Our station communications technology officer talks about some of the unique animals in Antarctica

Davis wildlife

As the station communications technical officer my days are normally filled with fixing radios, installing new servers and computers, and troubleshooting whatever various ICT gremlin has reared its head that day. However fixing all this is not what brought me to Antarctica, as much as I love the ICT space, the biggest drive to come down here was the opportunity to see the unique wildlife that simply cannot be seen anywhere else. This is a part of the trip which has absolutely been delivered. We have been privileged to have Adélie penguins as a frequent encounter all summer long, elephant seals moulting on the beach, the occasional emperor penguin wandering past and the rare pod of killer whales in the bay. As a keen photographer I have been thrilled to capture some reasonably decent photos of much of the wildlife, something that makes all the time and money spent in this hobby well worthwhile.

Another one of the drivers that brings people down to Antarctica is the science that is being undertaken here, it’s one of the key drivers for the stations existence at all. I was fortunate enough to help undertake several wildlife surveys over the summer, counting seals and penguins.

After the dedicated scientists left at the end of summer it was just down to us amateurs to undertake these wildlife surveys. One other expeditioner (Dave Cobb) and I were volunteered to be the principals for undertaking the moulting penguin survey each week. This consisted of walking one of two routes along the coast, either starting north of Davis, at Law Cairn, and walking back to station, or walking south to the Old Wallow.

Adélie penguins each year replace all their feathers. Rather than doing this gradually over the year they instead find a sheltered location and bunker down for a week or two whilst they lose all their old feathers and sprout new ones. This leaves some very grumpy and bedraggled penguins gathered in clusters around different areas on and off station.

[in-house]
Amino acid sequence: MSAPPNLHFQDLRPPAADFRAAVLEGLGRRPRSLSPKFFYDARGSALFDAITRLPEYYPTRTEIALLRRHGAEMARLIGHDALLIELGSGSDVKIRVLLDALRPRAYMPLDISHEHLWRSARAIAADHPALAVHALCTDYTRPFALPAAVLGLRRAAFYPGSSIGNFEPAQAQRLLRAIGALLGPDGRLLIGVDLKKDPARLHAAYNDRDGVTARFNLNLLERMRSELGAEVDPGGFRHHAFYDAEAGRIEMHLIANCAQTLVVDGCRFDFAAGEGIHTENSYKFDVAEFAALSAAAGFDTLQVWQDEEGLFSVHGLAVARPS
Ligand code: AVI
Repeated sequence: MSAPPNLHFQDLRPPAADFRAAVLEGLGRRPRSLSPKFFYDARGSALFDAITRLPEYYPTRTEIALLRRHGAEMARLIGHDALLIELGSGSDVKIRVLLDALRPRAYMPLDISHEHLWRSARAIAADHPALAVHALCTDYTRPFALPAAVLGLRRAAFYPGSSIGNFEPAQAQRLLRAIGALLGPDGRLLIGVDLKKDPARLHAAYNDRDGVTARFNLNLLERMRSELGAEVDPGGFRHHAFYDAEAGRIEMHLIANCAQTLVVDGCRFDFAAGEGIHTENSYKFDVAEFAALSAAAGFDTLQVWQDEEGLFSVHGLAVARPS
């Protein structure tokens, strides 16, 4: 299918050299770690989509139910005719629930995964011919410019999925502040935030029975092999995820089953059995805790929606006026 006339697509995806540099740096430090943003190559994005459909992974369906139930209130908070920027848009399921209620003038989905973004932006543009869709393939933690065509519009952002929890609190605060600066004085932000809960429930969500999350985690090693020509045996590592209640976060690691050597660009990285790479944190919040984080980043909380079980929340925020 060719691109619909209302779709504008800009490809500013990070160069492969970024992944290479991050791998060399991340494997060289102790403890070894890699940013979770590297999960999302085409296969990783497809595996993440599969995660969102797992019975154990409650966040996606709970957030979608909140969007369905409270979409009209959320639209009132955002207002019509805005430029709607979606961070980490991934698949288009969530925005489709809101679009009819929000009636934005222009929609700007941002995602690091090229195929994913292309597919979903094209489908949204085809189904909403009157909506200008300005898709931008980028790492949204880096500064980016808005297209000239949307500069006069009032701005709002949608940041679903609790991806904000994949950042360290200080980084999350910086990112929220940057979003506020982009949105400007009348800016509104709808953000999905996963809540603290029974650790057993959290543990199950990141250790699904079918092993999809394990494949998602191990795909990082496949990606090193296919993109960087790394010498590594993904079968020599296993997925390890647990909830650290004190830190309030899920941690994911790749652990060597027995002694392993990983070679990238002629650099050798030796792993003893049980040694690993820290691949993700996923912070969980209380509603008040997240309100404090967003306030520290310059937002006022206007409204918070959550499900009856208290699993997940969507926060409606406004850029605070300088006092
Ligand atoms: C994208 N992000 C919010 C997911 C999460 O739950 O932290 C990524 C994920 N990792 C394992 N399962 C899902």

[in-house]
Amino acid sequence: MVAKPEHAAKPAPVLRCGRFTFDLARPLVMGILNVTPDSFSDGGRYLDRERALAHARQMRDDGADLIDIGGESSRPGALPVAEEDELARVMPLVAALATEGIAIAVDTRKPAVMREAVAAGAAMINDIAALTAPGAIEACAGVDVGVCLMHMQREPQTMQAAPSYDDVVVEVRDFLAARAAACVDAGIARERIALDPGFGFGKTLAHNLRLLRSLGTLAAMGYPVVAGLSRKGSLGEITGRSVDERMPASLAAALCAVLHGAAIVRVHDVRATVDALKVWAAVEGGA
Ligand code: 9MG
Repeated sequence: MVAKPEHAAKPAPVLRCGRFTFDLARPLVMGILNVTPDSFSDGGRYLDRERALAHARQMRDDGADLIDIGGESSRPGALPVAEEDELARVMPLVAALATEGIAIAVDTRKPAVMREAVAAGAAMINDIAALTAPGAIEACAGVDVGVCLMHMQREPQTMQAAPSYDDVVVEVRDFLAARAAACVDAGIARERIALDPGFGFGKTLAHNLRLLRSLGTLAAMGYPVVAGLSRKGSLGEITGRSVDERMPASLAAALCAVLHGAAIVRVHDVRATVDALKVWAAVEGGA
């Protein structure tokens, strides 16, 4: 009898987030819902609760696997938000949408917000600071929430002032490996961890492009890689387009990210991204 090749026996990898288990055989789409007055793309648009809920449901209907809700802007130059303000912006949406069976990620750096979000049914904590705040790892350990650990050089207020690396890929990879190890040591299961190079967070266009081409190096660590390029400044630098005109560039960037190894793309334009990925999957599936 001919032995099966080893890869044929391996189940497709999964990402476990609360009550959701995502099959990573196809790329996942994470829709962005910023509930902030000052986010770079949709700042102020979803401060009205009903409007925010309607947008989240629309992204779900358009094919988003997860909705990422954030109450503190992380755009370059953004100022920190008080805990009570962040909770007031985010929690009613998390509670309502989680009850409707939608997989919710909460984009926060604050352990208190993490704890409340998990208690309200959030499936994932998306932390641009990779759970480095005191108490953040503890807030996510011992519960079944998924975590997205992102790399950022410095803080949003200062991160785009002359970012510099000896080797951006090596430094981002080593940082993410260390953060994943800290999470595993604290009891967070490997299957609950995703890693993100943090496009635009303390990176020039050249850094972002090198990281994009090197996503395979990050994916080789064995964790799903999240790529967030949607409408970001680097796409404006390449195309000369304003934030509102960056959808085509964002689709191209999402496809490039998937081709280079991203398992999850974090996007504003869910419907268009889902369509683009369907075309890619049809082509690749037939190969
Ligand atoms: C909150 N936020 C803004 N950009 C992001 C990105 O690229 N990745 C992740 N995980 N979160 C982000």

And thus with an eager volunteer each for company, we took turns walking up and down the coast at Davis each week. Each group of penguins was counted, with their condition of moult assessed, photos taken of the location, size of the moult area estimated, and a GPS waypoint marked down. All in all it makes for slow going, with a walk that normally takes an hour easily coming closer to three hours, counting several hundred penguins along the way. With the colder weather heading into winter and slow going, layering warmly was a key part of staying comfortable!

The penguins were assigned a number for their stage of moult, with 1 for just starting, 2 and 3 being well underway, and 4 for a nearly completed moult. A penguin starting to moult their feathers is hard to distinguish for the uninitiated, but you can notice a subtle difference in colouring. The old feathers have a brown tint about them, but the new feathers are distinctively blue. Getting close enough to pick the difference isn’t always possible as the penguins are distinctively grumpy whilst moulting, so a good pair of binoculars is incredibly helpful.

As the penguins began to finish their moult we noticed they seemed to be hanging out closer to the water. There was some questioning over whether they were exhibiting Zugunruhe – a migratory restlessness with the birds gazing longingly in the direction they needed to start migrating for the winter. Whilst it’s hard to understand the chaotic undertakings of Adélie penguins they certainly seemed more restless at the end of their moult. Sure enough, as they finished their moult they didn’t hang around for long. Numbers fell rapidly from hundreds of birds each week to just a handful, and then none.

Now with the elephant seals all having finished their moult, they have left for the winter as well. Just leaving us humans here at Davis, as the only things crazy enough to live here over winter. Now the best thing to get photos of is the aurora australis.

Kirk Yatras